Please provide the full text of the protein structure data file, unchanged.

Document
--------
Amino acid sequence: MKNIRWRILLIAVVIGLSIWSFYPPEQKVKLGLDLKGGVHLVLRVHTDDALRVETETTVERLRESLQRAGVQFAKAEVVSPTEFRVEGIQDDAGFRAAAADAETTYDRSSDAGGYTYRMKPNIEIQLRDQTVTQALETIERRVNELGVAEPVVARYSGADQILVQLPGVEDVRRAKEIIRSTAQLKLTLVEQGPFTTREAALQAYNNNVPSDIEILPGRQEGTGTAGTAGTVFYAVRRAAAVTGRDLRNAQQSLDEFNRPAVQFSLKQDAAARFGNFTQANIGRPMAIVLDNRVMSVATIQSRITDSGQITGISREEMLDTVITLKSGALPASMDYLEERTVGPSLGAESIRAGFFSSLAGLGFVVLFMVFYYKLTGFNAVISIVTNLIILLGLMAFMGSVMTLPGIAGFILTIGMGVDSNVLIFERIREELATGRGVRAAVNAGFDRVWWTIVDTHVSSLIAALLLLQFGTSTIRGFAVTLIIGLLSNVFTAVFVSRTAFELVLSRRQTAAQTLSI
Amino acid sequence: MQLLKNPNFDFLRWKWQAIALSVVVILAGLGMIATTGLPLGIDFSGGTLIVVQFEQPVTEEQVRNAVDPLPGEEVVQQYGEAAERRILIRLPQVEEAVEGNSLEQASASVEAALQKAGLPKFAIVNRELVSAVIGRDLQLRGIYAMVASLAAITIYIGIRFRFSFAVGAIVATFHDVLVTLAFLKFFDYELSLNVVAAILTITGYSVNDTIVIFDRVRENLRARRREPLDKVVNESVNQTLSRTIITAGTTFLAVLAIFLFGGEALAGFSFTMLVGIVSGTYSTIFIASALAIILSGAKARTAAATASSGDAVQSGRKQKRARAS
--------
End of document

Amino acid sequence: MKNIRWRILLIAVVIGLSIWSFYPPEQKVKLGLDLKGGVHLVLRVHTDDALRVETETTVERLRESLQRAGVQFAKAEVVSPTEFRVEGIQDDAGFRAAAADAETTYDRSSDAGGYTYRMKPNIEIQLRDQTVTQALETIERRVNELGVAEPVVARYSGADQILVQLPGVEDVRRAKEIIRSTAQLKLTLVEQGPFTTREAALQAYNNNVPSDIEILPGRQEGTGTAGTAGTVFYAVRRAAAVTGRDLRNAQQSLDEFNRPAVQFSLKQDAAARFGNFTQANIGRPMAIVLDNRVMSVATIQSRITDSGQITGISREEMLDTVITLKSGALPASMDYLEERTVGPSLGAESIRAGFFSSLAGLGFVVLFMVFYYKLTGFNAVISIVTNLIILLGLMAFMGSVMTLPGIAGFILTIGMGVDSNVLIFERIREELATGRGVRAAVNAGFDRVWWTIVDTHVSSLIAALLLLQFGTSTIRGFAVTLIIGLLSNVFTAVFVSRTAFELVLSRRQTAAQTLSI
Amino acid sequence: MQLLKNPNFDFLRWKWQAIALSVVVILAGLGMIATTGLPLGIDFSGGTLIVVQFEQPVTEEQVRNAVDPLPGEEVVQQYGEAAERRILIRLPQVEEAVEGNSLEQASASVEAALQKAGLPKFAIVNRELVSAVIGRDLQLRGIYAMVASLAAITIYIGIRFRFSFAVGAIVATFHDVLVTLAFLKFFDYELSLNVVAAILTITGYSVNDTIVIFDRVRENLRARRREPLDKVVNESVNQTLSRTIITAGTTFLAVLAIFLFGGEALAGFSFTMLVGIVSGTYSTIFIASALAIILSGAKARTAAATASSGDAVQSGRKQKRARAS